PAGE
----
‘A Christmas Carol: A Live Radio Play’ rings in holiday season

On Nov. 18, the Philip Lynch Theater proudly presented their first showing of  “A Christmas Carol: A Live Radio Play” by Joe Landry, which is a unique take on the classic tale written by Charles Dickens. 

“What’s different about this one is it’s the story of ‘A Christmas Carol,’ but it’s set in the 1940s in a radio studio,” said director and theater professor Annie Calhoun. “So we’re pretending that we’re broadcasting the airwaves to everybody and instead of being fully memorized the cast has scripts like they would in a radio station.”

The holiday classic came to life as a live 1940s radio broadcast, which was complete with vintage commercials and the magic of sound effects and musical underscoring. The classic holiday tale is about three ghosts taking Ebenezer Scrooge on an exciting journey to teach him the true meaning of Christmas.

“Instead of moving all around the stage, they have to be at their microphones because we’re sending it out,” said Calhoun. “There’s a sound table that does sound effects so it’s like you’re listening to the story.”

There are a total of 10 cast members in the play. Each student plays multiple roles in the show, since there are many minor characters within it. Senior biology major Brendan Roark plays Freddie Filmore, aka Ebenezer Scrooge. 

Freshman Andrew Dills plays the Ghost of Christmas Present. Freshman psychology and illustration major Katelyn L. Butt plays the Ghost of Christmas Past. 5th year senior theater and music industry double major Alex Schedel plays the Ghost of Christmas Yet to Come.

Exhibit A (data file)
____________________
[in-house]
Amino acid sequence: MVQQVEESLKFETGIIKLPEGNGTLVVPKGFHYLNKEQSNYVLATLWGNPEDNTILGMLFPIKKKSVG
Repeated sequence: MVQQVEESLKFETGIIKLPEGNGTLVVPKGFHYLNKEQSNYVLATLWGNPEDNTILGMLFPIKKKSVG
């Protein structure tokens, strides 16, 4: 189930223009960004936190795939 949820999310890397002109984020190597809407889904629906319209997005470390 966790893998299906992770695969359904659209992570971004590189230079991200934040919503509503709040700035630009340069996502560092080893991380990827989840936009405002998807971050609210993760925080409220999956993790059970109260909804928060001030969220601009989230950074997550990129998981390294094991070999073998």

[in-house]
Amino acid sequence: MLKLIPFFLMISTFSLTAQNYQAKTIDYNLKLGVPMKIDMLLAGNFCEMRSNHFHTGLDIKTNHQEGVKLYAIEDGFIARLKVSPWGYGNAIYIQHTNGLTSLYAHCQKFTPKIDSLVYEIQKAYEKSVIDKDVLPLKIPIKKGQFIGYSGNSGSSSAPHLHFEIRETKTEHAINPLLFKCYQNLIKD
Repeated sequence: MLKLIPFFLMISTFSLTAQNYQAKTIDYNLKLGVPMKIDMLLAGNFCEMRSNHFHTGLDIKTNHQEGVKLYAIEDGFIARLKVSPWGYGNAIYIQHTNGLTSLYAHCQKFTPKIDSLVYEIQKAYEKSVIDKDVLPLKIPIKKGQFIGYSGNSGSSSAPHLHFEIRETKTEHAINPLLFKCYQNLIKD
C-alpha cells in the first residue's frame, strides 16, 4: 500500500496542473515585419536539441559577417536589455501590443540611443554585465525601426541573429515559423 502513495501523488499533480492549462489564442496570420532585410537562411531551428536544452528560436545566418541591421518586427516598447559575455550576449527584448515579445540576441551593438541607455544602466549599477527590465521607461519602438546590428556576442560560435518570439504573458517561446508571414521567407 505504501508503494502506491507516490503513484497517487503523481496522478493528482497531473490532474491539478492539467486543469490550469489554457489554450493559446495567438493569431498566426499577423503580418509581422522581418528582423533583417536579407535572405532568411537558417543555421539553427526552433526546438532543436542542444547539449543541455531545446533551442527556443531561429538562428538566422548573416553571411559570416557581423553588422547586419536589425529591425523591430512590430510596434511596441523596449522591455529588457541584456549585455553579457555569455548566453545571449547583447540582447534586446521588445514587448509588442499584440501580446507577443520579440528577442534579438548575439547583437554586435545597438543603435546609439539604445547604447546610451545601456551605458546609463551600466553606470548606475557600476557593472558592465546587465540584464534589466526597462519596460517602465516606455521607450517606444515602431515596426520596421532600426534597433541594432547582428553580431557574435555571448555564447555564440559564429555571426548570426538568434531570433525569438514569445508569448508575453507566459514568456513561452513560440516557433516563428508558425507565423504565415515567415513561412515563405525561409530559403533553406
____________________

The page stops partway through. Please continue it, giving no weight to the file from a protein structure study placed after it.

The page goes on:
“There’s 10 students in the cast and seven of them have never done a shortlisted play before, which is really cool,” said Calhoun. “There is a senior biology major who’s playing Scrooge, which is kind of neat.”

The play had four more showings after Thanksgiving break, which were on Dec. 1 through Dec. 4. The running time of the play was 1 hour and 15 minutes, with no intermission.


The theater department decided to have a production of this play this school year because it brings feelings of joy, especially around this time of year.

“I think it brings a lot of joy around the holiday time and a lot of people haven’t gone out and seen theater since COVID-19,” said Calhoun. “It’s bringing a lot of people out because they know the name since it’s familiar.”

With it being a live radio play, for each performance, the cast members came on stage and sang a few Christmas songs with the audience, who then applauded when the applause sign lit up. During the play, there were a couple of times when the cast sang commercial songs.

“The cast sings a couple carols with the audience because they’re warming them up since they need the live audience for the applause,” said Calhoun. “They have another little commercial moment where they stopped the story for fruitcake and sang a little song about fruitcake.”

As the director of this play, Calhoun thinks that it’s a great play for new students at Lewis to join the theater program since there’s not many lines to memorize.

“I love that our cast is from all different majors and I love the story because my favorite character is Fred Scrooge, his nephew,” said Calhoun. “This year, I particularly thought of Fred as somebody that we should all be like.”

Students and community members were encouraged to watch this play because of the short running time and seeing a live performance is completely different from watching something on television.

“It’s joyful and fun and it’s a short show, so it doesn’t take a lot of time out of your day,” said Calhoun. “There’s always something that you’re gonna get from seeing a live performance, whether it be some sort of joy and merriment [or] a message of the show that hits you in a different way.”

The next production that the Phillip Lynch Theater will be putting on next semester is “The Sun Serpent,” which is a story that portrays the strength of the human spirit.

Photo Credit: Katelyn Leano

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